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ROAS Too Good to Be True? Identifying Over-Attribution

Are you seeing positive numbers from your paid advertising efforts, but no correlation between that advertising and topline revenue? You are probably experiencing over-attribution.

The Facebook Ads and Google Ads platforms generally work in a vacuum and are apt to over attributing revenue dollars. This is because these platforms are the main revenue streams for these businesses, and as such, they want you to spend as much as possible. With that, attributed dollar amounts can easily be overblown, and lead to relatively flat business growth.

How does this happen and why is over-attribution so rampant in advertising platforms? Mostly because these platforms do not attempt to distinguish new and returning customers. 

The rise of the Facebook and Google algorithm has lead to advertising models where you try to gather as many conversions as possible, generally at the lowest cost. The idea here is that you are attempting to provide as much data to the algorithm as possible so that the algorithm can go out and find users who are apt to purchase. However, the user that is most apt to purchase, is generally a user that knows the brand and was going to purchase anyway. Feeding the algorithm with more and more data from users who were already going to buy places you in a cycle that turns even the most robust campaigns into large remarketing baskets.


The easiest way to determine over-attribution is to compare Facebook and Google Ad spend to topline business revenue. For example:





In this case, total advertising revenue is $1,985,893.23, while total website revenue is $2,030,394.43. This would mean that advertising made up 97.8% of all revenue. 

There is little to no chance that advertising made up that large of a portion of revenue. At most, we like to see paid advertising make up 60% of all revenue, and that is only during times of heavy growth. 


The key to combatting over-attribution is to separate out returning customers and users who are familiar with the brand, with users who are truly new to the brand. This is easier said than done because it requires the user to recognize deficiencies in both the Facebook Ads and Google Ads advertising platform. 

Let’s take a quick look at both Facebook and Google Ads, and how you might put this model into practice.


Here at Slicedbread, we make heavy use of both exclusions both from “Customer Lists” and “Website Purchasers” from pixel data. Our recommendation is to look at Facebook campaigns at any level of the funnel separately and to measure results independently of each other. This is totally different from the usual tactic of looking at the platform holistically. We recommend splitting and viewing as such:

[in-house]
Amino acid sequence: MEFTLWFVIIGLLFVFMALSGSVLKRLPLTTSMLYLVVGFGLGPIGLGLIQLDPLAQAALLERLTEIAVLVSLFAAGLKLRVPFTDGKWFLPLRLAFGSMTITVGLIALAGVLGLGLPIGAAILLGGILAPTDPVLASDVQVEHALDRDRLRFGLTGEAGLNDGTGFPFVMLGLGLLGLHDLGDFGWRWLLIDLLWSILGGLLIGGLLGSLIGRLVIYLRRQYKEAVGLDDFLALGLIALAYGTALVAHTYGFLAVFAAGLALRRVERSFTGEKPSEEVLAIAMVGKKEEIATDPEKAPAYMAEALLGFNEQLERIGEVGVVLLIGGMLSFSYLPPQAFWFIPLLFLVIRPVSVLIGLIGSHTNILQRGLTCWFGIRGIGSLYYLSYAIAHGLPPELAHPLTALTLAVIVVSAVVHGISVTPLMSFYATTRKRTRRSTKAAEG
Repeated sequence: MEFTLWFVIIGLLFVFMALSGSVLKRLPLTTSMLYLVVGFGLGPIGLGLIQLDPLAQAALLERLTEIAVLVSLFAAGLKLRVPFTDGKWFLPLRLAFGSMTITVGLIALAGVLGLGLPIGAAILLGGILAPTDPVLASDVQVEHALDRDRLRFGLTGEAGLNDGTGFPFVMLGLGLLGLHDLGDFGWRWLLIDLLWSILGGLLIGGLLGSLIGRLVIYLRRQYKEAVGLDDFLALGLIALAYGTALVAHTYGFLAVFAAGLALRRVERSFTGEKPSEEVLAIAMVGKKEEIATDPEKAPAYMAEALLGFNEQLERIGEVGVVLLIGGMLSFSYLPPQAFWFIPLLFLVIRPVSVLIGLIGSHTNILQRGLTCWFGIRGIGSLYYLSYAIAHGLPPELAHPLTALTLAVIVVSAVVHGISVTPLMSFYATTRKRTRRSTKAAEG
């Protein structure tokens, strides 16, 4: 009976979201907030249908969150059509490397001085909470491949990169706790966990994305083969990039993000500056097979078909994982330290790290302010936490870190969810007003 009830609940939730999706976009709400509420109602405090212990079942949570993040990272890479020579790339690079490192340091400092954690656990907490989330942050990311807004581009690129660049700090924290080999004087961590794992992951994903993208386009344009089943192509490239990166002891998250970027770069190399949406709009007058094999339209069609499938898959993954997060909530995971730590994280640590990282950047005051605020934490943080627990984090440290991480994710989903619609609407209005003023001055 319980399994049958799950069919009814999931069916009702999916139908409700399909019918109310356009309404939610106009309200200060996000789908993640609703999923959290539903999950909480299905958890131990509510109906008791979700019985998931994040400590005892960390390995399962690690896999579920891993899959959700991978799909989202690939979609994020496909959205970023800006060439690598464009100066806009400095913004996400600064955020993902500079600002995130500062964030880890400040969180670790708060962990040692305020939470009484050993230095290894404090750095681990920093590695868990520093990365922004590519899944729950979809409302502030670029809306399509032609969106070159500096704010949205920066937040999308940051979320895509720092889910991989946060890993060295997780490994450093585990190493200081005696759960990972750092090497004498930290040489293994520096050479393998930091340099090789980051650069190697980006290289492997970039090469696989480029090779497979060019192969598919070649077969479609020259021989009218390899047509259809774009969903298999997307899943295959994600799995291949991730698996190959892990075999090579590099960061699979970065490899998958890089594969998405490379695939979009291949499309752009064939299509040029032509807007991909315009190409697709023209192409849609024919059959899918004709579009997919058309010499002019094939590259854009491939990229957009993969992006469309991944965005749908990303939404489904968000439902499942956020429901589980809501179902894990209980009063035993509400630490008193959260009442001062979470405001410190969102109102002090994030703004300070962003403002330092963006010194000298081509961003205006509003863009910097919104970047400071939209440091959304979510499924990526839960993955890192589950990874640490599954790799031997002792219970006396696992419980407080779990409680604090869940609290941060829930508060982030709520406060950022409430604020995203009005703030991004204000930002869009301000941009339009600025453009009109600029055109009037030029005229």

• Top Funnel - Users who have never experienced the brand
    • Exclude all past purchasers all-time
    • **Exclude all website traffic all-time**
  • Mid-Funnel - Users who have visited the site but never purchased
    • Exclude purchasers who have converted in the last 30 days
  • Low-Funnel - Users who have hit the site over the last 30 days or less
    • Target only those users who have visited in the last 30 days and those with buying intent. 

The idea here is to isolate the top of the funnel to only those that are new to the brand. The hope here is to allow for the budget to be spent only in that segment to force brand expansion (profitably). The hope here is that you’ll be better able to control your budget and cost rather than overspending on users who are going to purchase anyway. 


For Google Ads, we also make use of customer lists in the form of Customer Match, as well as exclusions from the Google Analytics audiences (namely past purchaser lists).

Note here that Google Analytics audiences collect data from the 30 days from when they are created, so if you do not have these audiences created, you will want to do so immediately. 

The key to proper attribution in the Google Ads platform is to know Google Ads limitations. Search campaigns can easily house exclusion audiences, but Smart Shopping campaigns cannot. If you are not part of the Google Beta Programs (Shameless plug here: we are included), there is no way to differentiate between prospecting and remarketing audiences. As such, you are always going to be at the mercy of Google in this case, and Smart Shopping will usually have an overstated ROAS because of it. 


If you have completed the segmenting of audiences correctly, you are most likely going to see your ROAS fall. The biggest thing to remember from this exercise is that a reduced ROAS does not mean that you are seeing decreased results. What you have done is changed the way you advertise, and generating new business is generally more expensive. 

Once you have found your new ROAS baseline, you can more easily optimize for new customers. This will allow you to have more flexibility to add more to budgets and see the effects in total revenue. Inversely, it’ll also allow you to feel where your topline limits are, and when advertising effectiveness starts to wane. 

Holistically, you should be able to reduce remarketing budgets and you should also see improved ROAS in remarketing campaigns. Additionally, the increase in top of funnel Facebook marketing will cause Google Shopping ROAS to increase as well. 

Hopefully, you now have a better understanding of how to improve your overall results just by restructuring.

Those are the basics for combatting over-attribution. Happy Advertising!


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